Challenges to predicting the fate of emerging classes of organic micropollutants in subsurface environments

Timothy J. Strathmann, Michael L. Machesky, Kevin Finneran, Tias Paul

Research output: Chapter in Book/Report/Conference proceedingConference contribution


Widespread detection of emerging micropollutants (e.g. antibiotics, hormones, personal care products) in soil and aquatic environments has raised serious concerns that necessitate improved understanding of processes controlling their environmental fate. However, existing models and reaction mechanisms are inadequate for predicting the fate of micropollutants that possess complex structures and functional groups not usually present in more commonly studied contaminants. Here, we describe recent efforts to characterize processes and mechanisms contributing to the fate of two widely detected classes of antibiotic micropollutants (sulfonamides, fluoroquinolones). First, we describe a novel microbially mediated-abiotic transformation mechanism for the antibiotic sulfamethoxazole (SMX) in subsurface environments. Rapid dissipation of SMX is observed in ironreducing soil microcosms, and mechanistic studies demonstrate that SMX transformation occurs via abiotic reactions of sorbed Fe(II) with an isoxazole group in the SMX structure, a moiety not previously reported to be amenable to reductive transformation in soil environments. The complex poly-ionogenic structures of some micropollutants have complicated efforts to predict sorption and speciation in subsurface environments. For example, the unique characteristics of zwitterionic fluoroquinolone (FQ) structures (presence of both positively and negatively charged groups) lead to complex electrostatic interactions with charged surfaces that cannot be accounted for by isotherm or pointcharge surface complexation models. Here, we describe the application of a charge-distribution (CD) surface complexation model for zwitterionic species sorbing to variably charged oxide minerals. Model formulation includes functional group-specific inner- and outer-sphere bonding interactions with mineral surfaces, in accordance ATR-FTIR spectroscopic observations. CD model predictions agree closely with measurements of FQ sorption to three oxide soil minerals (TiO2, E-FeOOH, and ,-AlOOH) collected over a wide range of pH, ionic strength and FQ concentrations.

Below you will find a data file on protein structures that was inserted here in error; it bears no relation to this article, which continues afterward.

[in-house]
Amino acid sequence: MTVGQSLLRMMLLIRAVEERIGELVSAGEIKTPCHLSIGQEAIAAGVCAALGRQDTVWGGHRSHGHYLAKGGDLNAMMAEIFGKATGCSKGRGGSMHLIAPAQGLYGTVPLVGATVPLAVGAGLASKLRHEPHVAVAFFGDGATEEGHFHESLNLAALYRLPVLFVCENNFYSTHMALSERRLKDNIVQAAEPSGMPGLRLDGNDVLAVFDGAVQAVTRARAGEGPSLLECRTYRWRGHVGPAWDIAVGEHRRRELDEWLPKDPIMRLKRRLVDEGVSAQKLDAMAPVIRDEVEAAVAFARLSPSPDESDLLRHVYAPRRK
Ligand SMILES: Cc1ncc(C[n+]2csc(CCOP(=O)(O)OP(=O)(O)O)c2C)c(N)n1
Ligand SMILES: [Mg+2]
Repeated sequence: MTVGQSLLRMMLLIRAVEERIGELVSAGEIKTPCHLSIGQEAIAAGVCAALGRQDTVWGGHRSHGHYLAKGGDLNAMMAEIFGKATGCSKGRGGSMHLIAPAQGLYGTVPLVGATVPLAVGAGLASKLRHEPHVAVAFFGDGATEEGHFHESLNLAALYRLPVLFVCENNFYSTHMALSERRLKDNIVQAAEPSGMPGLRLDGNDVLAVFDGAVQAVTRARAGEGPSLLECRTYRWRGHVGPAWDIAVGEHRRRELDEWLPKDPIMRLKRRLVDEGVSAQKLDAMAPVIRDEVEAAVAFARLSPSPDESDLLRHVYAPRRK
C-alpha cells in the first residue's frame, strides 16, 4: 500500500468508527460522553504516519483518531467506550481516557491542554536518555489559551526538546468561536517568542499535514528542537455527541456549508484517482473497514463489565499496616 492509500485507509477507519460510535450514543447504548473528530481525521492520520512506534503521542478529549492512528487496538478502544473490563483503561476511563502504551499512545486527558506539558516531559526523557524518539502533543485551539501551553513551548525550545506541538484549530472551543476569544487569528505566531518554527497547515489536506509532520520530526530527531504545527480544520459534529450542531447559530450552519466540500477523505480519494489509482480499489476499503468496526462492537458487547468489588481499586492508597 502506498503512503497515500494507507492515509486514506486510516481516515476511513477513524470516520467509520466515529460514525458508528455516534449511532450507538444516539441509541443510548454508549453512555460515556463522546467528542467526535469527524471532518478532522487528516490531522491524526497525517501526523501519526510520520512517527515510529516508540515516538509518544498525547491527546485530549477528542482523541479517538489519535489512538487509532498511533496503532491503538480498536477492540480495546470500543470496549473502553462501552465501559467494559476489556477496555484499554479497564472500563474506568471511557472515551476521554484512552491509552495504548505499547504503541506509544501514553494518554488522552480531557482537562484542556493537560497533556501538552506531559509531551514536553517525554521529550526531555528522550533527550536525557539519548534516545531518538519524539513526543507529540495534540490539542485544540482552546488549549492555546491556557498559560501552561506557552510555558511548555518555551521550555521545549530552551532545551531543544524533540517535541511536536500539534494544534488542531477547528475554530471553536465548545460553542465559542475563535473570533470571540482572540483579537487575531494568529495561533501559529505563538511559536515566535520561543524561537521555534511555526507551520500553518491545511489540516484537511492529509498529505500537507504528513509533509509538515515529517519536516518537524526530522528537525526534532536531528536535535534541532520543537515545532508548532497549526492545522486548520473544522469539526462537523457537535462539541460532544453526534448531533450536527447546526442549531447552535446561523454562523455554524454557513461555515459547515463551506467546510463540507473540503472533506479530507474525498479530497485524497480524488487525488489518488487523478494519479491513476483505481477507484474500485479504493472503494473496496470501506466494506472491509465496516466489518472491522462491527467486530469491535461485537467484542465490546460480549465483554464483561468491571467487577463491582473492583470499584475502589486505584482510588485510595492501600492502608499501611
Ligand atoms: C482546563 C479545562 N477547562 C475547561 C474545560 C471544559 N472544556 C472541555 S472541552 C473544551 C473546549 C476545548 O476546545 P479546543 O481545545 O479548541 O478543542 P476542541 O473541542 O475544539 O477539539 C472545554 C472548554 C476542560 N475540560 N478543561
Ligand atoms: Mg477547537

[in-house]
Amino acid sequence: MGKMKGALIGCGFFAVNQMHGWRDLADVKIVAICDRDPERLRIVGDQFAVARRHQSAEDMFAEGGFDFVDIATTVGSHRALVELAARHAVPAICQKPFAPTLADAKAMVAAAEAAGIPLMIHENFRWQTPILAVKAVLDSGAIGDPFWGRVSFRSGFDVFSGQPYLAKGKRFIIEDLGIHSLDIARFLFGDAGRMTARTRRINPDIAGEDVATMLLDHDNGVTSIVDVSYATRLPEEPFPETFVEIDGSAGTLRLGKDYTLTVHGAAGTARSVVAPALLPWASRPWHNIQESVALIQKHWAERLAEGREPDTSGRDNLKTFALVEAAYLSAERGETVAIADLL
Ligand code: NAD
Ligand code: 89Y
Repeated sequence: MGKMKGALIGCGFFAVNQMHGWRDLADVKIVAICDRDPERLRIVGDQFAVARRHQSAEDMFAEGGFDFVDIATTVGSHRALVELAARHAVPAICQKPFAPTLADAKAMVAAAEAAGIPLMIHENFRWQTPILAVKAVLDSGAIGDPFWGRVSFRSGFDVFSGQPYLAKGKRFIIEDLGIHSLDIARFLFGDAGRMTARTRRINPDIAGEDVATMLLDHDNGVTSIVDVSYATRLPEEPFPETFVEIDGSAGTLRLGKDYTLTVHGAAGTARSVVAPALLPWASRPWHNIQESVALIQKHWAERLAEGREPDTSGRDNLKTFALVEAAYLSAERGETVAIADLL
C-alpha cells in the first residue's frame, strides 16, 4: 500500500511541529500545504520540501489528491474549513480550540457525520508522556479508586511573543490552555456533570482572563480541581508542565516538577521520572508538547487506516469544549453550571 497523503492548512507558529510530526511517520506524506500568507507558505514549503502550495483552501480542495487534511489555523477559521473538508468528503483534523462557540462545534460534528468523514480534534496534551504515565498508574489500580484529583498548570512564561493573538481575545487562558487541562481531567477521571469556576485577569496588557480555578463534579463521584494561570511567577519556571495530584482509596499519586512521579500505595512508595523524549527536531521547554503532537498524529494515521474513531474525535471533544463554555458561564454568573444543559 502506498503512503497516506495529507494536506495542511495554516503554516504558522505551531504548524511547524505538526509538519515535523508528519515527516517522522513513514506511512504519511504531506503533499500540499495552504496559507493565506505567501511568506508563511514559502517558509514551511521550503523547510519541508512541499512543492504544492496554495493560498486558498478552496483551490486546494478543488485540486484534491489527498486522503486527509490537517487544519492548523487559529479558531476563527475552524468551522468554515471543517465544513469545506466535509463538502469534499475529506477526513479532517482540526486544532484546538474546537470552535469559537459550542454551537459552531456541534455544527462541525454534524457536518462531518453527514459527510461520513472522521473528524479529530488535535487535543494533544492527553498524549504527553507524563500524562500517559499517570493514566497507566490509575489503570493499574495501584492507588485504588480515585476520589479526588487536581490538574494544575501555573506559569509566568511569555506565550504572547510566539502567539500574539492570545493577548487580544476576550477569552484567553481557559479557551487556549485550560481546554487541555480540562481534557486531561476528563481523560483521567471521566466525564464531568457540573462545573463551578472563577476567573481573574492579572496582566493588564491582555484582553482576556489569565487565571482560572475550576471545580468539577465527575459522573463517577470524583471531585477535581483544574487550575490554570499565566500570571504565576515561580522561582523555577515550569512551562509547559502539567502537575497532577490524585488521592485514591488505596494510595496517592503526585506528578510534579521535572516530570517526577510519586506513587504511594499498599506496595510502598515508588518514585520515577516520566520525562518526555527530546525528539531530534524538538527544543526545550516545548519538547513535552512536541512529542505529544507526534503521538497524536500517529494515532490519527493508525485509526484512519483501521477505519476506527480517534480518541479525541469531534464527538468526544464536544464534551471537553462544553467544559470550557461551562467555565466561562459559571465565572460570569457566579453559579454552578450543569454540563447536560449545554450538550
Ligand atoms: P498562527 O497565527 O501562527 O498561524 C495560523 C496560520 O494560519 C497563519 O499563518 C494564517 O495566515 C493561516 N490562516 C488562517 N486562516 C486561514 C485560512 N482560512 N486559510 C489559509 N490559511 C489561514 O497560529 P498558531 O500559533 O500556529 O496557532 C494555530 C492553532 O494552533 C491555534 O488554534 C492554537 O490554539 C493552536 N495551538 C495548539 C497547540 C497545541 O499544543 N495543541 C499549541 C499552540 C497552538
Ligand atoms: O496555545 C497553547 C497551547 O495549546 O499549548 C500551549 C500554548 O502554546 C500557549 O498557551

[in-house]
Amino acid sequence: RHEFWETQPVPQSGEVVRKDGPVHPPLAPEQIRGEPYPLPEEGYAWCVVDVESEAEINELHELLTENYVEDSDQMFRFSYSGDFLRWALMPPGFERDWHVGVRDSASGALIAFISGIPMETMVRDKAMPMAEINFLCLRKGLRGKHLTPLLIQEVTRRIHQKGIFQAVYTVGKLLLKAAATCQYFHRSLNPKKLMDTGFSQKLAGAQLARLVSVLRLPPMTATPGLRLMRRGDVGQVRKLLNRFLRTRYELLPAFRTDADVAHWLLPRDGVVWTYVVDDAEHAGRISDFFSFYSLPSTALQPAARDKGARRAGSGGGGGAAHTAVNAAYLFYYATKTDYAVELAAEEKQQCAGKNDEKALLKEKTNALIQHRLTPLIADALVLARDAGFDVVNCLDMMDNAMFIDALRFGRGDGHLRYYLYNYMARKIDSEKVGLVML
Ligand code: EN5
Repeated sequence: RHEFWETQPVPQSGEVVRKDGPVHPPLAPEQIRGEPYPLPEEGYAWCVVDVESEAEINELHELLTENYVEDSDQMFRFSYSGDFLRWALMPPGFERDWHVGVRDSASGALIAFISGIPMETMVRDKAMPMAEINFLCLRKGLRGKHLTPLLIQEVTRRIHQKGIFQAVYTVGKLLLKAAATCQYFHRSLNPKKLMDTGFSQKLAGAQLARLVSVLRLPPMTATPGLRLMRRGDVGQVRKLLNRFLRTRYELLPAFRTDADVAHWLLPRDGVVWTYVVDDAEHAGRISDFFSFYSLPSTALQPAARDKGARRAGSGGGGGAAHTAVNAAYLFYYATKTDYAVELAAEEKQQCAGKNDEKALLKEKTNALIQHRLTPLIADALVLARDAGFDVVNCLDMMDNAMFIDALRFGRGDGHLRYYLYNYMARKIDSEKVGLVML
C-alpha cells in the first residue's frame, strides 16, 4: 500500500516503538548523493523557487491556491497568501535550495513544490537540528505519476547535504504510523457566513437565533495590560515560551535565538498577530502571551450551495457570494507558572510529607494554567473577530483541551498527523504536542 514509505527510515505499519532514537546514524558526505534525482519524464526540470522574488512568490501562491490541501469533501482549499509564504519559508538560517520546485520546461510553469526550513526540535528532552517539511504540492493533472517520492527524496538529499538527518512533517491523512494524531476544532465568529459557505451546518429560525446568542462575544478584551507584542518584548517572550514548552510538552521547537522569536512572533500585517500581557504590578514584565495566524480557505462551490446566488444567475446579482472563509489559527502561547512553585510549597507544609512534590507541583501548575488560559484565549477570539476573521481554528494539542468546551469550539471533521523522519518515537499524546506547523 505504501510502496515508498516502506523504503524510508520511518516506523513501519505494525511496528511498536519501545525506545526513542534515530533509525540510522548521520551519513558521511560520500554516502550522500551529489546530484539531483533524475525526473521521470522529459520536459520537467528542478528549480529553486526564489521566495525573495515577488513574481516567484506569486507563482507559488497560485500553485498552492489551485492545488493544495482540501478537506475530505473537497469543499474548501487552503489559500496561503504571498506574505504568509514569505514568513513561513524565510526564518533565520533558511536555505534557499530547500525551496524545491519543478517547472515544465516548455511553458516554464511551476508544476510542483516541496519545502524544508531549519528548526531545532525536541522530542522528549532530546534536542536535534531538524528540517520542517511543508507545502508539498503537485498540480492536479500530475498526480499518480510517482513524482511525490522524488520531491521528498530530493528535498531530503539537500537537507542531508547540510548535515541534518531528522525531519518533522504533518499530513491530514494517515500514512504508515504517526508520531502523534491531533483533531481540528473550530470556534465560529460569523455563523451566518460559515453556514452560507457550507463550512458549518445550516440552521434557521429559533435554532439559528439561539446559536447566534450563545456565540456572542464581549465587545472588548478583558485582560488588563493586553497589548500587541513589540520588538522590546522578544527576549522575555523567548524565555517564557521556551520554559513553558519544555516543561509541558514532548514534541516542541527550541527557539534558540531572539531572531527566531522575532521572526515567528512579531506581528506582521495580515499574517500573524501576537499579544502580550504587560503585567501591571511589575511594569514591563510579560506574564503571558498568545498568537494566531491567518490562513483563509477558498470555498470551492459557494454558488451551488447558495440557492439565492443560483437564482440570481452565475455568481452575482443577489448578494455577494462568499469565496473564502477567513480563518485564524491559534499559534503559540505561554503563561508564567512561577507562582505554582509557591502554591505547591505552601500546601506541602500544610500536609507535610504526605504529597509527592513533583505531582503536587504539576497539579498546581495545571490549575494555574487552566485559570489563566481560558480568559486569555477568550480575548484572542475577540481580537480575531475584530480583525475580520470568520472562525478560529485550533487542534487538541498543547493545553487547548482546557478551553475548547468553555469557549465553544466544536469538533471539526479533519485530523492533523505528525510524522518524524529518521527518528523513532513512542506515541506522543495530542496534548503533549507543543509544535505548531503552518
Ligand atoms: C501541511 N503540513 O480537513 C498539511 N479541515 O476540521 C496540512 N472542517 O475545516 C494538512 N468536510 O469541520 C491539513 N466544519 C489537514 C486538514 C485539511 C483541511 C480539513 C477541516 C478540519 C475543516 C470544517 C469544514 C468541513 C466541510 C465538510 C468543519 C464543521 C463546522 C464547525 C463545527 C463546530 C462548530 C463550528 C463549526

Original languageEnglish (US)
Title of host publicationGoldschmidt 2011 Conference, 14-19 August 2011, Prague, Czech Republic
StatePublished - 2011


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